• It was pertinently observed that all the assessment orders were passed before the declaration of Moratorium. Therefore, it has attained finality in the absence of any challenge against the assessment orders before the Appellate Authority as provided under the statutes.
  • Further, the GST amount is an amount of tax levied under the assessment order as per the Goods and Service Act, 2017. It cannot be edited or reduced by the Resolution Professional himself. Even if the IRP/Resolution Professional was aggrieved by the said Order, they should have filed the Appeal under Section 107 of the CGST/SGST Act, 2017, read with Rule 108 of the GST Rules 2017.
  • The bench considered an important question which is the scope of revision by the Resolution Professional in the exercise of powers conferred under Regulation 14 of the CIRP regulations. Under regulation 14(2), IRP/RP is empowered to revise the amounts of claim admitted, including the estimates of the claims made under sub-regulation (1) when you come across additional information warranting such revision. However, in the present case, Undisputedly, the IRP/RP has revised the admitted claim of the Respondent based on the circumstances stated above.
  • The exercise of revision of the GST assessment order was beyond the jurisdiction of the IRP/RP. It is pertinent to mention that the IRP/RP was not having the adjudicatory power given by the GST Act. Regulation 14 of the CIRP Regulations only authorises the IRP/RP to exercise power where the claim is not precise due to any contingency or other reasons.
  • Pertinently Hon’ble Supreme Court in Embassy Property Developers Private Limited1 has held that Section 60 (5)(c) of the Insolvency and Bankruptcy Code, 2016 is very broad in its sweep, in that it speaks about any question of law or fact, arising out of or in relation to Insolvency Resolution. But the decision taken by the Government or Statutory Authority in relation to the matter which is in the realm of public law, cannot be brought within the fold of the phrase “arising out of or in relation to the Insolvency Resolution” appearing in Section 60 (5) (c) of the Code.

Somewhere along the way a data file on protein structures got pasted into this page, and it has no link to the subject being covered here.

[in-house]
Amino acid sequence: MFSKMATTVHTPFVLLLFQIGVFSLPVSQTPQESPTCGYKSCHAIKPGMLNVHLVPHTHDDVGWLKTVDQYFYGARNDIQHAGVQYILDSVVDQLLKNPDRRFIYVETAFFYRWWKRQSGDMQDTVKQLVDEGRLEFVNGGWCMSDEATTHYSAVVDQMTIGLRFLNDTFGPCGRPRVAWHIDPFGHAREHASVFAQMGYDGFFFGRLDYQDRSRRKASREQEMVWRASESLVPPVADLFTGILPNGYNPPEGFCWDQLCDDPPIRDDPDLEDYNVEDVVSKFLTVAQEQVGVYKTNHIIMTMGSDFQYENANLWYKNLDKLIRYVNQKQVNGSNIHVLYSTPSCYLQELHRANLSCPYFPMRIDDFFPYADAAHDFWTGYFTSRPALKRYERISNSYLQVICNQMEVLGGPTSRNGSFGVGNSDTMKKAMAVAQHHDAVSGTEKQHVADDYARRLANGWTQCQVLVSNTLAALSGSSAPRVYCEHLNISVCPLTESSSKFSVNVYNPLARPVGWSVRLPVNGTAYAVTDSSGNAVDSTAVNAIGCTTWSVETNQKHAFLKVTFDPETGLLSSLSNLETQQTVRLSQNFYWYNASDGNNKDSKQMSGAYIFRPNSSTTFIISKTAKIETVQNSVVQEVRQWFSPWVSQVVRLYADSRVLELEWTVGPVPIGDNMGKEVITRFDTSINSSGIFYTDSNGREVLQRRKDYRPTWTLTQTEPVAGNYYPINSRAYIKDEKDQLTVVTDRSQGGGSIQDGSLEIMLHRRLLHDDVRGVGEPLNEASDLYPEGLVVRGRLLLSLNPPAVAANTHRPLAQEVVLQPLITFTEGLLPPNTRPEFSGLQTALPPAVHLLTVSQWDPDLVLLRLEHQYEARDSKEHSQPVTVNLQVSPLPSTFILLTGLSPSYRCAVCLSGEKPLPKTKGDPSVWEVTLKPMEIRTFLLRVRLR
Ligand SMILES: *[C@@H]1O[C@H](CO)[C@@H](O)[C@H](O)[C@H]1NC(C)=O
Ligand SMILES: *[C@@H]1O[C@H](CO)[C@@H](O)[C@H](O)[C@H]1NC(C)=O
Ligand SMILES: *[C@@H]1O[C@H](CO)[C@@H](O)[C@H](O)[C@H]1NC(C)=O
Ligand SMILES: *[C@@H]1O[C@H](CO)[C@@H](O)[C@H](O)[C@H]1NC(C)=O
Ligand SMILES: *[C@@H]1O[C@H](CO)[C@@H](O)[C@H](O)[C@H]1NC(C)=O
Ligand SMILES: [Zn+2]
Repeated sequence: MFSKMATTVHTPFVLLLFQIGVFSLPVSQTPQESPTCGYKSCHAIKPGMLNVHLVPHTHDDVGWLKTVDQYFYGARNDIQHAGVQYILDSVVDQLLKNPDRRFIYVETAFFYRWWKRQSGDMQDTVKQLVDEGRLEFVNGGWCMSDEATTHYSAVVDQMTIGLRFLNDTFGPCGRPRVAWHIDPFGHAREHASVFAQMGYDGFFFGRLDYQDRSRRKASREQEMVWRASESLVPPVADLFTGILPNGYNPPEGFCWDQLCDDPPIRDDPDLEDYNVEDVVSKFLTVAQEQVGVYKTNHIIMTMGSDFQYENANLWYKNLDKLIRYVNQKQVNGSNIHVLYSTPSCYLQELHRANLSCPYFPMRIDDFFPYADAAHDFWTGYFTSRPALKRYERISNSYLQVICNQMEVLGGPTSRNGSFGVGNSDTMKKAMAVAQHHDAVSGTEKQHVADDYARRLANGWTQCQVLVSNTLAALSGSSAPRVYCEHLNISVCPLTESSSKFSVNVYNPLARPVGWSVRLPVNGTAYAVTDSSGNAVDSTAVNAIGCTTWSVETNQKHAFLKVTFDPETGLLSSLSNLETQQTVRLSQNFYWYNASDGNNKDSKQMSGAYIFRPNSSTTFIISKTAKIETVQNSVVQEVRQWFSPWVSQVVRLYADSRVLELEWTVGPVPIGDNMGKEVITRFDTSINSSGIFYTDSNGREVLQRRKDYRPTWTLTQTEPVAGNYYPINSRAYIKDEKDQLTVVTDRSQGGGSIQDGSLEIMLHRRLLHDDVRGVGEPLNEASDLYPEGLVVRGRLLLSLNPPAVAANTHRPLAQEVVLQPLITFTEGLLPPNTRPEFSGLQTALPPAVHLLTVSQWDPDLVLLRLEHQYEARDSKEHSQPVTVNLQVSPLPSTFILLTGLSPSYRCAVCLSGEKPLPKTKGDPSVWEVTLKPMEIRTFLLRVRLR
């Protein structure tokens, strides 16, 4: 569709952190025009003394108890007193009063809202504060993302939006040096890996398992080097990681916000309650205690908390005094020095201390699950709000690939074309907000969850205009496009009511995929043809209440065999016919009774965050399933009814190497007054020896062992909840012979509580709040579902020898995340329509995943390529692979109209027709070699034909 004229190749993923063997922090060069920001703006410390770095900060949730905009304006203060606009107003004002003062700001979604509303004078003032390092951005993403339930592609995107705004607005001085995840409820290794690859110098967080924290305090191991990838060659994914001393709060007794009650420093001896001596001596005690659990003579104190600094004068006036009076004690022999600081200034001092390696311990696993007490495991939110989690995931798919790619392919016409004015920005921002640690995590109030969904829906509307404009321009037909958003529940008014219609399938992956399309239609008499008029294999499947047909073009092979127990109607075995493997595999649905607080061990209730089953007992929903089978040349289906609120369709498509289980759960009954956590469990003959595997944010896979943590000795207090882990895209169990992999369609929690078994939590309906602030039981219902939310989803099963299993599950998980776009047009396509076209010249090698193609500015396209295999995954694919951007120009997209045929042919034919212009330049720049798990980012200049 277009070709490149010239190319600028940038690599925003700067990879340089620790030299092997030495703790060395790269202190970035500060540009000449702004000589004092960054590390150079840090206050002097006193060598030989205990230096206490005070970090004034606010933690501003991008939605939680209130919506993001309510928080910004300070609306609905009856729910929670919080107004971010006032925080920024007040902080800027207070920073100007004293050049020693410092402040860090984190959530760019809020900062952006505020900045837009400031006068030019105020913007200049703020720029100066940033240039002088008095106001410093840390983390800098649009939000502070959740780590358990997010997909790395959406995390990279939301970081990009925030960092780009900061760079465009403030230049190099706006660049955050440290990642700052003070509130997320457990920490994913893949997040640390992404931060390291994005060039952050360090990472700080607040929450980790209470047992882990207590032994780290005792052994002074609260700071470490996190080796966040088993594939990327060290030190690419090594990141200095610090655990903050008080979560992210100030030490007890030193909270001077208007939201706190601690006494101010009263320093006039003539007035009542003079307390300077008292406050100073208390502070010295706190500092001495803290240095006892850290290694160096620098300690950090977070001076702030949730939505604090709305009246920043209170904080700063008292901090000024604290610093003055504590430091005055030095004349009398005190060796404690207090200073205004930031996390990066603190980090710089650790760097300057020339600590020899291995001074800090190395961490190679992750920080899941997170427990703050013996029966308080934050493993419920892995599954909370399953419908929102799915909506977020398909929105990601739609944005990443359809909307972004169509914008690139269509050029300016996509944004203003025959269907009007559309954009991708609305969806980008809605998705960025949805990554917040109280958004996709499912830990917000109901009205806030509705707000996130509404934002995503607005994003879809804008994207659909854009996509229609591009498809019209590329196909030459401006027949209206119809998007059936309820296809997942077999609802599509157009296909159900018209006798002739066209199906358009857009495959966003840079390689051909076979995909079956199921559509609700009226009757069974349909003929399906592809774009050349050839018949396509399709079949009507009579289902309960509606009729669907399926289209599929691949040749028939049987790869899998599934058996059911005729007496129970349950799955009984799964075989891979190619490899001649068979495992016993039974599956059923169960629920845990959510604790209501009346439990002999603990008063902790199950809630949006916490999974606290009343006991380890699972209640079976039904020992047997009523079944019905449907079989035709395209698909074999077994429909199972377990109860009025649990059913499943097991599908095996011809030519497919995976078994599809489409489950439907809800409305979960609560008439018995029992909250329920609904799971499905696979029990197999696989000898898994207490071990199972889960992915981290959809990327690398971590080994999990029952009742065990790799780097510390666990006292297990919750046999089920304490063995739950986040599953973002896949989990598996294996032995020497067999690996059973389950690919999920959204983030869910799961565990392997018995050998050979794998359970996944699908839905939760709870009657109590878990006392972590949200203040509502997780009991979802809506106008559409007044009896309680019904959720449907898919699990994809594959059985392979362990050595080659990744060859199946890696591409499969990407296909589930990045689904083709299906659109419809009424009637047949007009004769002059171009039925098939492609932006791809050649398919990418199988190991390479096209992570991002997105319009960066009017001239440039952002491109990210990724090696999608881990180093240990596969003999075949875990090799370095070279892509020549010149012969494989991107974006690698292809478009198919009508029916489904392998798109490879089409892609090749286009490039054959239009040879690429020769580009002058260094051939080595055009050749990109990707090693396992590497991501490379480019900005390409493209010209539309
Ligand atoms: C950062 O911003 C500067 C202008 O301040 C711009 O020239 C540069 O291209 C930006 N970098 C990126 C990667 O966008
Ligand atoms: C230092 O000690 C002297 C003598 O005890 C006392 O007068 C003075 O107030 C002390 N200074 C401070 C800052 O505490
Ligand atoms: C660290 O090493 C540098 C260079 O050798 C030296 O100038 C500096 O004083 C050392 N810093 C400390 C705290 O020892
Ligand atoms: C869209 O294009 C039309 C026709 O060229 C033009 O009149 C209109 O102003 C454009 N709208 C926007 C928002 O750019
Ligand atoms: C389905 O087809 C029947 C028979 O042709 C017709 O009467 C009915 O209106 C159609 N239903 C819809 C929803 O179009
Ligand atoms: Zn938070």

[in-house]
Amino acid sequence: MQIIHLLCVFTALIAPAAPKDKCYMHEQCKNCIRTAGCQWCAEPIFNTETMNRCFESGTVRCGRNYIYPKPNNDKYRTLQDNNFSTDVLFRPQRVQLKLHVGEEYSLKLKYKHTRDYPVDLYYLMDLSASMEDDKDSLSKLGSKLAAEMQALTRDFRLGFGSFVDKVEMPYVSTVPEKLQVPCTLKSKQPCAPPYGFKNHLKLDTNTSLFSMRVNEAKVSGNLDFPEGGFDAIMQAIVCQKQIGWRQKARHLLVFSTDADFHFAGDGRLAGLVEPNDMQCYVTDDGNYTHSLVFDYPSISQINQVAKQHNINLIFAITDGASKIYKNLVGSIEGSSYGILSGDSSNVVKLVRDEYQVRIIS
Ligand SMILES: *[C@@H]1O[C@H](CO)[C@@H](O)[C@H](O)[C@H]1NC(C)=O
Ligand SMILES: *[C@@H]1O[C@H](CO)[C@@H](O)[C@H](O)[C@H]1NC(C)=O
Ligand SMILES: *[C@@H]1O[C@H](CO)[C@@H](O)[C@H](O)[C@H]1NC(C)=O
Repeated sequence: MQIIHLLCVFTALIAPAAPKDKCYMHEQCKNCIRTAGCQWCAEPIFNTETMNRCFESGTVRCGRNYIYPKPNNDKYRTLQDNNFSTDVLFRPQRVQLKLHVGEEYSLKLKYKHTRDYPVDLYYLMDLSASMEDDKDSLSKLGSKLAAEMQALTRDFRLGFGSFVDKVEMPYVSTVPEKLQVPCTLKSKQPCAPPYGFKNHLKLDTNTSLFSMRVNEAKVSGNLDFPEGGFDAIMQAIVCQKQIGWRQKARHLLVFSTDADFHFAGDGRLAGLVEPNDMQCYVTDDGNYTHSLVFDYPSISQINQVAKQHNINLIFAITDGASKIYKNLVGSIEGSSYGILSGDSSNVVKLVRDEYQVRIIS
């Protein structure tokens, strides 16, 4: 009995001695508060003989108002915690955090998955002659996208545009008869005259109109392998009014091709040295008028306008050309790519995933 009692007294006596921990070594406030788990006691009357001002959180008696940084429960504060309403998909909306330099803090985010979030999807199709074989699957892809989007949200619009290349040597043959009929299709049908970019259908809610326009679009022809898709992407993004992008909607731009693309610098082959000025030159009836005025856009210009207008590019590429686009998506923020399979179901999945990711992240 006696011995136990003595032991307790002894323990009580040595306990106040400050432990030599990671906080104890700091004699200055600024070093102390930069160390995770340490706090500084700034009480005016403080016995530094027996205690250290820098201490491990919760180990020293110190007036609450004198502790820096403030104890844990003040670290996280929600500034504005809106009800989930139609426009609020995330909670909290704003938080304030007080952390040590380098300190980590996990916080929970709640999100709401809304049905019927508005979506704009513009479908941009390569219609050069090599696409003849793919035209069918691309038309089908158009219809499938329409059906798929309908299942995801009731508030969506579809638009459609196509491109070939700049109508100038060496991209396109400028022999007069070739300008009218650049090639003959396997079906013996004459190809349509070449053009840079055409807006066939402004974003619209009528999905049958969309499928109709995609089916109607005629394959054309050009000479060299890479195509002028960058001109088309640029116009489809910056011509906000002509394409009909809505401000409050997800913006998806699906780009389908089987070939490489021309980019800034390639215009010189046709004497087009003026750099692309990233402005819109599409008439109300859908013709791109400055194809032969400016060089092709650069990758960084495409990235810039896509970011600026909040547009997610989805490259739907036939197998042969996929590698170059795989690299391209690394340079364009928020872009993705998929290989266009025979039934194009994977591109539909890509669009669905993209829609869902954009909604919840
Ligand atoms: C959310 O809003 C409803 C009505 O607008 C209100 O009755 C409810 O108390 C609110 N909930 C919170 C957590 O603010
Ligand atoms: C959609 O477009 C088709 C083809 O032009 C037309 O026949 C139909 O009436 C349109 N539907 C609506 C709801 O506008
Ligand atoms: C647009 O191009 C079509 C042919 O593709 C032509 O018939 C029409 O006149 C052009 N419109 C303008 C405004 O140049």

• However, in the instant case, the Adjudicating Authority has rightly considered the statutory provision and suggested filing an Appeal before the appropriate forum. But at the same time, the Resolution professionals, considering the CoC as an authority in law, had exercised the powers of GST authorities. Therefore, the said act of the Resolution Professional is without jurisdiction and not sustainable in law.
  • Section 28 of IBC makes the provision for approval of the Committee of creditors for certain actions in the CIRP. The Committee of creditors is empowered to exercise its commercial wisdom in the Corporate Insolvency Resolution Process. But under the exercise of commercial wisdom, it cannot exercise judicial power. It has no role in the acceptance or rejection of the claim. Acceptance or rejection of a claim is under the duties of IRP/Resolution Professional, and the aggrieved party can agitate the same before the Adjudicating Authority. For this reason, the Committee of Creditors has also recommended filing an Appeal before the appropriate forum.


In the circumstances stated above, we consider that the Resolution professional committed an error in exercising their power and exercised the powers of GST Authorities under the pretext of Regulation 14 of the Code, which is not sustainable.